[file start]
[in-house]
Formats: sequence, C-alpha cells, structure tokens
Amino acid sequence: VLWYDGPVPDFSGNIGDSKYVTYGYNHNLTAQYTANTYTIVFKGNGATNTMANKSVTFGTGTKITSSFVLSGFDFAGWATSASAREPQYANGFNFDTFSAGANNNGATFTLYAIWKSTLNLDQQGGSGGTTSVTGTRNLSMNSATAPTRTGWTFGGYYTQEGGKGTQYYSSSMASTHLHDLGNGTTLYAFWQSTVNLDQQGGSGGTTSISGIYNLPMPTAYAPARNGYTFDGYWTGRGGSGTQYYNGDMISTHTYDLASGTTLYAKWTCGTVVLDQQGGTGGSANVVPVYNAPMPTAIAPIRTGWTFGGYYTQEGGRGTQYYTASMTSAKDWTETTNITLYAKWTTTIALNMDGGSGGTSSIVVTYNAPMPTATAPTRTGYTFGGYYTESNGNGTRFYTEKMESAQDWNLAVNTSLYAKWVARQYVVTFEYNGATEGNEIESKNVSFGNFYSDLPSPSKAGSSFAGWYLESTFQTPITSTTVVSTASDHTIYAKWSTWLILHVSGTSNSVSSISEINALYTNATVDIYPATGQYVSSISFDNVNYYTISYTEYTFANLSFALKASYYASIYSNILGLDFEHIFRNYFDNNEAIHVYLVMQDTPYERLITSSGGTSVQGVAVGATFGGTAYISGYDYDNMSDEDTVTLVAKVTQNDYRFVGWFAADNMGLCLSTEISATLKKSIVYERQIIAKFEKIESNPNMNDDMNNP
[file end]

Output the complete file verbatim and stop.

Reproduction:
[in-house]
Formats: sequence, C-alpha cells, structure tokens
Amino acid sequence: VLWYDGPVPDFSGNIGDSKYVTYGYNHNLTAQYTANTYTIVFKGNGATNTMANKSVTFGTGTKITSSFVLSGFDFAGWATSASAREPQYANGFNFDTFSAGANNNGATFTLYAIWKSTLNLDQQGGSGGTTSVTGTRNLSMNSATAPTRTGWTFGGYYTQEGGKGTQYYSSSMASTHLHDLGNGTTLYAFWQSTVNLDQQGGSGGTTSISGIYNLPMPTAYAPARNGYTFDGYWTGRGGSGTQYYNGDMISTHTYDLASGTTLYAKWTCGTVVLDQQGGTGGSANVVPVYNAPMPTAIAPIRTGWTFGGYYTQEGGRGTQYYTASMTSAKDWTETTNITLYAKWTTTIALNMDGGSGGTSSIVVTYNAPMPTATAPTRTGYTFGGYYTESNGNGTRFYTEKMESAQDWNLAVNTSLYAKWVARQYVVTFEYNGATEGNEIESKNVSFGNFYSDLPSPSKAGSSFAGWYLESTFQTPITSTTVVSTASDHTIYAKWSTWLILHVSGTSNSVSSISEINALYTNATVDIYPATGQYVSSISFDNVNYYTISYTEYTFANLSFALKASYYASIYSNILGLDFEHIFRNYFDNNEAIHVYLVMQDTPYERLITSSGGTSVQGVAVGATFGGTAYISGYDYDNMSDEDTVTLVAKVTQNDYRFVGWFAADNMGLCLSTEISATLKKSIVYERQIIAKFEKIESNPNMNDDMNNP